Balancing books during Covid | Sunday Observer

Balancing books during Covid

3 October, 2021

Among the many industries affected by the Covid pandemic, the book publishing sector rank among the top. Being confined to homes intermittently for the past one and a half years has greatly affected reading habits among children and adults. Visits to libraries and bookshops had to stop due to travel restrictions.

In the recent past, news surfaced of children becoming severely addicted to online gaming drawing concern among many including healthcare professionals.

The increased use of the internet by children during the recent past has resulted in the deterioration of values and traditional ways of acquiring knowledge and information. Children have increasingly become victim to child abuse and an easy target to sexual predictors due to their increased online presence. Therefore, redirecting children in the correct path by inculcating values and habits has become imperative.

Reading month

September was rather a quiet month compared to the previous years when literature was celebrated in its full glory. This time, the month dedicated to reading passed without a whimper as the usual book fair which drew thousands to the BMICH was cancelled due to growing number of Covid cases. September was one of the hardest months for avid readers with the cancellation of the book fair and being unable to visit bookshops or a library due to the lockdown. Even before the lockdown, parents were reluctant to risk taking their children out of the house to go to a library or bookstore in public transportation.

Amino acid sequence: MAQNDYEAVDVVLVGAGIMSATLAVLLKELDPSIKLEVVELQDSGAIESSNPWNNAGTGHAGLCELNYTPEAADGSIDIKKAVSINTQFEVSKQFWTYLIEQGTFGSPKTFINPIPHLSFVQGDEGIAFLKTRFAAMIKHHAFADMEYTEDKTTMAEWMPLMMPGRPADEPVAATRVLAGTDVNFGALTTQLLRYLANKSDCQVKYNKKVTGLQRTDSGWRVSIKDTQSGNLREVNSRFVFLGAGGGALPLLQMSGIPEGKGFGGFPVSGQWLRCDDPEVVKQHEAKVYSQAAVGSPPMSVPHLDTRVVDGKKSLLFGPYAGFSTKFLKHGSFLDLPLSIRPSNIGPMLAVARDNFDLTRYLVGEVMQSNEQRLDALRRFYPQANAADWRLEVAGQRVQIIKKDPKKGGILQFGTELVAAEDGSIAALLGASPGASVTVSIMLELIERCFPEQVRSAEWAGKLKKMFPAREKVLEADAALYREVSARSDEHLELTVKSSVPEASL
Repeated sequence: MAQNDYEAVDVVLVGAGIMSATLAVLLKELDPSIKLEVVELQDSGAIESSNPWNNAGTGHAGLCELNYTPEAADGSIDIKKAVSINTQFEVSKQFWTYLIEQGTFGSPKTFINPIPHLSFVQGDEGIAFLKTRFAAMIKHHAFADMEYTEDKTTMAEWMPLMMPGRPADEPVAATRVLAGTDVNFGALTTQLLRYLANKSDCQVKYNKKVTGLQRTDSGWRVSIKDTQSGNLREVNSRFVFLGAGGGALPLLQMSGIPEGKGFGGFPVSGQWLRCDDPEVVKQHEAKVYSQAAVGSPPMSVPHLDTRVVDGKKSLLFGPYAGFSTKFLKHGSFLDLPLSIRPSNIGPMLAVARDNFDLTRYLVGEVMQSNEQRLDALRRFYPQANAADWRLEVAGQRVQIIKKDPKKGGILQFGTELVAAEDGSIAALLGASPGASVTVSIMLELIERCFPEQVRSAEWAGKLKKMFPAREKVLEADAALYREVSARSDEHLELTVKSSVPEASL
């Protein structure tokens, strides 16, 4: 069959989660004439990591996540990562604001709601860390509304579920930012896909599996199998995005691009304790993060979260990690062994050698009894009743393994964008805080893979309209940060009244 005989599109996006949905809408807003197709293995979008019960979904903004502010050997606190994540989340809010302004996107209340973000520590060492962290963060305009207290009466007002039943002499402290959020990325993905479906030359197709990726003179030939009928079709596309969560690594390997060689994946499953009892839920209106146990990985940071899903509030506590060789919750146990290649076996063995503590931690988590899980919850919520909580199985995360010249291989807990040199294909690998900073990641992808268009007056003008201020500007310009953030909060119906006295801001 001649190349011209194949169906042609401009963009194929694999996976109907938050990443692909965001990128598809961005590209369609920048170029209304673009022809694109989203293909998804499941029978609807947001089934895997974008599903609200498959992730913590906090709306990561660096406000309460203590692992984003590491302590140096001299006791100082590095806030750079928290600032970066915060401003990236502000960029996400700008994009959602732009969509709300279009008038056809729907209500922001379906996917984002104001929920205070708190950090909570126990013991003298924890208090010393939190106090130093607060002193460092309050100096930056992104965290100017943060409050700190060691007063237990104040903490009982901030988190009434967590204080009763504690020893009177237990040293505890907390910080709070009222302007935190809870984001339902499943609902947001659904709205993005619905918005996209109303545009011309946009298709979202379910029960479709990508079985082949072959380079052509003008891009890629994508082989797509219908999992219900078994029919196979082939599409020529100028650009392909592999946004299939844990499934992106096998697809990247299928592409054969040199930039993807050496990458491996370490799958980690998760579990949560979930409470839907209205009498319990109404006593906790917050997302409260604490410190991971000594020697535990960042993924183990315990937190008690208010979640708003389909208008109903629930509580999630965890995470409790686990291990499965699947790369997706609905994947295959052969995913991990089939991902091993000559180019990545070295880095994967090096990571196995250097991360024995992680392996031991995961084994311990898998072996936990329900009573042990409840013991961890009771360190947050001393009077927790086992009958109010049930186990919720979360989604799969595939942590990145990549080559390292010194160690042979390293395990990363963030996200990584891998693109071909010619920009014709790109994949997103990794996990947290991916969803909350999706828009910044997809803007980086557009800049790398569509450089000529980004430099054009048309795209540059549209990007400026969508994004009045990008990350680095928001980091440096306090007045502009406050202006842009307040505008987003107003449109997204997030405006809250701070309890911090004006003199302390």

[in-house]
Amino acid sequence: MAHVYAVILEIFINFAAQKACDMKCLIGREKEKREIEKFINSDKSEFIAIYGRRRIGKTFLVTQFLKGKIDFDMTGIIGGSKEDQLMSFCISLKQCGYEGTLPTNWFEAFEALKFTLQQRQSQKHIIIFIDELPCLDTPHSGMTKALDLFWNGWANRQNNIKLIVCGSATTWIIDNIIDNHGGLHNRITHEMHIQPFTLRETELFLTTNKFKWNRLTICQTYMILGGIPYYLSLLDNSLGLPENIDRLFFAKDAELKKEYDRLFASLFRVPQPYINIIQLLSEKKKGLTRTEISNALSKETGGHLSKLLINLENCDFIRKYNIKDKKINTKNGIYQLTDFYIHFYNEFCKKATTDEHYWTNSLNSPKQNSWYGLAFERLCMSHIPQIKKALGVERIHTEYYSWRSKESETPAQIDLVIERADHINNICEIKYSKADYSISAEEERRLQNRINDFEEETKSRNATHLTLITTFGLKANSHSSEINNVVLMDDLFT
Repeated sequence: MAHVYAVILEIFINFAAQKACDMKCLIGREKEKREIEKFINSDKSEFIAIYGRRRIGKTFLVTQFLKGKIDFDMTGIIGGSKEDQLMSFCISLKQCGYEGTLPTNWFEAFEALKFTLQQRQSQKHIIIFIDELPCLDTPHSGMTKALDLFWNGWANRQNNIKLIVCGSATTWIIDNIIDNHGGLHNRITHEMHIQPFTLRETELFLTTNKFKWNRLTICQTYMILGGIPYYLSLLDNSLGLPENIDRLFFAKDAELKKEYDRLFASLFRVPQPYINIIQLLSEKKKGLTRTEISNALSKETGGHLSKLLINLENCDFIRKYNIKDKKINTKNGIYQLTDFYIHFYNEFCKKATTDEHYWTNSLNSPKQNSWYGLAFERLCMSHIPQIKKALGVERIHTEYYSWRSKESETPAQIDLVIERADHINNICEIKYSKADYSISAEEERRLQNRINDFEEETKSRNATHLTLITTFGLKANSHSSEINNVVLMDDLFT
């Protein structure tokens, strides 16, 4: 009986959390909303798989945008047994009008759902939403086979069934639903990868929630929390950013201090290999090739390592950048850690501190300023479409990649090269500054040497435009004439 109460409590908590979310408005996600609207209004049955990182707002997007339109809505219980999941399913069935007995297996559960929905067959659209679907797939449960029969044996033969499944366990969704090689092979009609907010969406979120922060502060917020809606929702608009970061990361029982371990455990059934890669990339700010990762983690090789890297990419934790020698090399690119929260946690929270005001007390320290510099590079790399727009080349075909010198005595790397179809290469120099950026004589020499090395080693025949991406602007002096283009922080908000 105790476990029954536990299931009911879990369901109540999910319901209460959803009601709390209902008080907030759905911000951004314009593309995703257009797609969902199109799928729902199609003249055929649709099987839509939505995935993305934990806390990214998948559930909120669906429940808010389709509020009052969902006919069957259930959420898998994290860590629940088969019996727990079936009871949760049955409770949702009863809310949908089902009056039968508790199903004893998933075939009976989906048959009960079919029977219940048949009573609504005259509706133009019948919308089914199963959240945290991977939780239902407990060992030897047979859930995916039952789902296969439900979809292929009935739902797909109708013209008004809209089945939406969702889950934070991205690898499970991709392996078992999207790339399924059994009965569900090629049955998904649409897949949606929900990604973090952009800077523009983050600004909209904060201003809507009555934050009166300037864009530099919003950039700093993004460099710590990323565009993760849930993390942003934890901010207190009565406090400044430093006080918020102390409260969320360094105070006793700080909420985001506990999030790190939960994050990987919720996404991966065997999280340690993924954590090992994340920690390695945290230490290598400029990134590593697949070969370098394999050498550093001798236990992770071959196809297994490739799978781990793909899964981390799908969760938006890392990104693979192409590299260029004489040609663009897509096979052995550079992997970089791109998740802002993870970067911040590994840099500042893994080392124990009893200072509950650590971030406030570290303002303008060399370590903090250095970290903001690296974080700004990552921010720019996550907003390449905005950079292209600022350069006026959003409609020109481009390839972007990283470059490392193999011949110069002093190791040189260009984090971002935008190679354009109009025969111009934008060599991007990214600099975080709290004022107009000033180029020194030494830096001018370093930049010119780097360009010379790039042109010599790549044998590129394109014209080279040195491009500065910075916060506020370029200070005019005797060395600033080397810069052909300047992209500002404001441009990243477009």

“Covid-19 is a global crisis and all aspects of life have been affected including our book publishing industry. The main problem we faced was the closure of bookstores during the lockdowns, and people being unable to come to stores due to transport issues even when lockdowns were lifted,” said Prem Dissanayake Managing Director of Fast Publishers.

For about one and a half months, bookshops around the country had to be closed and publishers faced a major setback, and this too being in the month dedicated to reading.

“We managed to grow our online market within the last year and this is a good alternative to the present situation. But it is nothing like going to a bookstore and browsing through books and buying after careful perusal. People are unable to flip through the pages and decide whether they like a book or not. They have to order a book without knowing much about it. Although online sales have grown, the trade is still severely affected,” Dissanayake added.

Stores open

As a solution to get the industry back on its feet, Sri Lanka Book Publishers’ Association made a request to the Department of Government Information to grant permission for publishers to keep their stores open during the lockdown. Heeding to this request, the Director General of Health Services granted permission last week to open bookstores which was indeed good news to the publishers. However, challenges remain to bring the industry back to the present status.